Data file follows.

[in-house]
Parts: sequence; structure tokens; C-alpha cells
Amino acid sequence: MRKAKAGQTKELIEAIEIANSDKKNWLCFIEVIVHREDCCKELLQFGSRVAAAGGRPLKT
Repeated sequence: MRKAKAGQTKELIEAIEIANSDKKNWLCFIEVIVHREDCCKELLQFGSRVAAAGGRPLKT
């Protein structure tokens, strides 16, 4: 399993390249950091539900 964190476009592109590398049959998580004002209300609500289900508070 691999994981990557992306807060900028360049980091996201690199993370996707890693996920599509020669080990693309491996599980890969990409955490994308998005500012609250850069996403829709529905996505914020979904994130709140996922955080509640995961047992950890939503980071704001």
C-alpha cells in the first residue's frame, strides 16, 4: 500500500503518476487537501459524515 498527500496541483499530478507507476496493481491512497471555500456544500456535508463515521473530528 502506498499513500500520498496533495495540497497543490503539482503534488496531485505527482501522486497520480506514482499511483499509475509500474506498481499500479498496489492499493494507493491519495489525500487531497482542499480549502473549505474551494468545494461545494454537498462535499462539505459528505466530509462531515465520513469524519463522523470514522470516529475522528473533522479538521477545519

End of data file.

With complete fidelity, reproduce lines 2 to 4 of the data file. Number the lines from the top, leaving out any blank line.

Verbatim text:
Parts: sequence; structure tokens; C-alpha cells
Amino acid sequence: MRKAKAGQTKELIEAIEIANSDKKNWLCFIEVIVHREDCCKELLQFGSRVAAAGGRPLKT
Repeated sequence: MRKAKAGQTKELIEAIEIANSDKKNWLCFIEVIVHREDCCKELLQFGSRVAAAGGRPLKT